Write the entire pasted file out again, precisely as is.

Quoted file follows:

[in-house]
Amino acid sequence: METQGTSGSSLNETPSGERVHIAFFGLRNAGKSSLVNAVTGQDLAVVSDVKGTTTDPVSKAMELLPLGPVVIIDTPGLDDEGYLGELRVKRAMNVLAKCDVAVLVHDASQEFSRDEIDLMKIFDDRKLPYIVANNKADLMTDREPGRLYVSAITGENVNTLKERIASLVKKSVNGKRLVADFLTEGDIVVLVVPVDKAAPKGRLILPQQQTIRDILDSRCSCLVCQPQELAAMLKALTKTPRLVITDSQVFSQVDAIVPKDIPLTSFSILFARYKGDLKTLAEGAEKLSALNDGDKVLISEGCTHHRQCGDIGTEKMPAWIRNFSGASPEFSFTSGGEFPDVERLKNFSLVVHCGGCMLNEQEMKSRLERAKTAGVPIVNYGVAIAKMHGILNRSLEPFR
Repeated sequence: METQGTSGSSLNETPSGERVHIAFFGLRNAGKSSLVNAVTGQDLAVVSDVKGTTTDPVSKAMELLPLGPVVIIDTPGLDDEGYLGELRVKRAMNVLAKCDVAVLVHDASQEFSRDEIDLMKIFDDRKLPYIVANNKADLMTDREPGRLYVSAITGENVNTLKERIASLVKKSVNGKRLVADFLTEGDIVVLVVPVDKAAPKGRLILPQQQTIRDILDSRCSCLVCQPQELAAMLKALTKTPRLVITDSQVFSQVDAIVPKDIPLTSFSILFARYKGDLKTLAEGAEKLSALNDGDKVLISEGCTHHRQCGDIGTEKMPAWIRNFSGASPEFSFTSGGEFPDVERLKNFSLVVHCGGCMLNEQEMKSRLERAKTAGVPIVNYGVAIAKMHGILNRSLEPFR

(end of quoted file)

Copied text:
[in-house]
Amino acid sequence: METQGTSGSSLNETPSGERVHIAFFGLRNAGKSSLVNAVTGQDLAVVSDVKGTTTDPVSKAMELLPLGPVVIIDTPGLDDEGYLGELRVKRAMNVLAKCDVAVLVHDASQEFSRDEIDLMKIFDDRKLPYIVANNKADLMTDREPGRLYVSAITGENVNTLKERIASLVKKSVNGKRLVADFLTEGDIVVLVVPVDKAAPKGRLILPQQQTIRDILDSRCSCLVCQPQELAAMLKALTKTPRLVITDSQVFSQVDAIVPKDIPLTSFSILFARYKGDLKTLAEGAEKLSALNDGDKVLISEGCTHHRQCGDIGTEKMPAWIRNFSGASPEFSFTSGGEFPDVERLKNFSLVVHCGGCMLNEQEMKSRLERAKTAGVPIVNYGVAIAKMHGILNRSLEPFR
Repeated sequence: METQGTSGSSLNETPSGERVHIAFFGLRNAGKSSLVNAVTGQDLAVVSDVKGTTTDPVSKAMELLPLGPVVIIDTPGLDDEGYLGELRVKRAMNVLAKCDVAVLVHDASQEFSRDEIDLMKIFDDRKLPYIVANNKADLMTDREPGRLYVSAITGENVNTLKERIASLVKKSVNGKRLVADFLTEGDIVVLVVPVDKAAPKGRLILPQQQTIRDILDSRCSCLVCQPQELAAMLKALTKTPRLVITDSQVFSQVDAIVPKDIPLTSFSILFARYKGDLKTLAEGAEKLSALNDGDKVLISEGCTHHRQCGDIGTEKMPAWIRNFSGASPEFSFTSGGEFPDVERLKNFSLVVHCGGCMLNEQEMKSRLERAKTAGVPIVNYGVAIAKMHGILNRSLEPFR